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Santaduck
Feb 5, 2006, 04:39 AM
I am wanting to run a computational benchmark suite called nBench (http://www.tux.org/%7Emayer/linux/bmark.html), based on ByteMark (http://www.byte.com/bmark/bmark.htm).

I'll be running the benchmark on both Intel iMacs and PPC Macs.

I've posted to this subforum because nBench is distributed uncompiled as source, and I'm not sure how to do this right, if at all. I have XCode 2 installed, but am not sure how to use it here... or is it better to do something commandline in Terminal? Should I compile different versions for Intel & PPC?

If this works out, we'll use this nBench statistic in a benchmark feature comparing quadcore macs, the 2.0Ghz Intel iMac, and the 1.83Ghz Intel iMac, along with other macs and pcs. If there is an alternate computational suite that might work better, I would consider using that instead of nBench, which I became interested in by reading this article (http://www.osnews.com/story.php?news_id=12671&page=6).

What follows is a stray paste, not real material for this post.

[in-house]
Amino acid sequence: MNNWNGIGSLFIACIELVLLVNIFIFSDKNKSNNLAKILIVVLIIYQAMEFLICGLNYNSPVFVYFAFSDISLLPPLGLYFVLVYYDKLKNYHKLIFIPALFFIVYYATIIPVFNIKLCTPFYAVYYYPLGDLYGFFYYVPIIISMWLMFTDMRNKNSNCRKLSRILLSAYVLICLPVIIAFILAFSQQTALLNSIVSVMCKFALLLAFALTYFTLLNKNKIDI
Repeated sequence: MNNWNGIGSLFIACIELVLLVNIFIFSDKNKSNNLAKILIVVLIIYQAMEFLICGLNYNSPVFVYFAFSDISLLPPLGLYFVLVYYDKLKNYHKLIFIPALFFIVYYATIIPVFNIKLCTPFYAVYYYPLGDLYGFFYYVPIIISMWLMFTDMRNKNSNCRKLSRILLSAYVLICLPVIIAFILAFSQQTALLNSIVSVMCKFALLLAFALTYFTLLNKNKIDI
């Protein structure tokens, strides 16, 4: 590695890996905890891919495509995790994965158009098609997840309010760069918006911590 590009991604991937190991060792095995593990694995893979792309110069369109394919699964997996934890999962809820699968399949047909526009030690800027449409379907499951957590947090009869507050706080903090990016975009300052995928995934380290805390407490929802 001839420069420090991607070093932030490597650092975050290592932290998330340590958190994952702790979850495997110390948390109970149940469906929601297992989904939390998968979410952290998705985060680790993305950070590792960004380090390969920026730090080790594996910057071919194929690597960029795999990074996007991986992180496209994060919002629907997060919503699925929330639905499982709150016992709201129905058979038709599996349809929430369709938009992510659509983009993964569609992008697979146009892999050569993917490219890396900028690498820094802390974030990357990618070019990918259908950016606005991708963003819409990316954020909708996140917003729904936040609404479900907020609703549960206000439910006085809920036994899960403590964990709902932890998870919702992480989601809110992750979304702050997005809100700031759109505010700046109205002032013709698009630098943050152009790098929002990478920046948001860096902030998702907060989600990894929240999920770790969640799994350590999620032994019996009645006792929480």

Mord
Feb 5, 2006, 07:06 AM
fink it. but you'll have to wait for an intel ready version of fink.

Santaduck
Feb 5, 2006, 10:11 PM
Hey Hector! We could even use your or hunter's super cube as a reference in the benchmark piece!

Anyways,

1) does this mean there is no way of compiling this for Intel macs? Even with XCode's universal functions?

2) Is there another (cross-chip cross-platform) computational or scientific benchmark you'd recommend?

_______________

nvm
Looks like we will run Java SciMark (http://math.nist.gov/scimark2/index.html) via an applet in Terminal (paste appletviewer http://math.nist.gov/scimark2/run.html) rather than the browser-based one.

Looked at doing folding@home, but there's no public intel osx version yet, although I dropped them an email.

Mord
Feb 6, 2006, 02:13 AM
1) yes but you'd have to port the thing to cocoa/xcode, which is long

2) dunno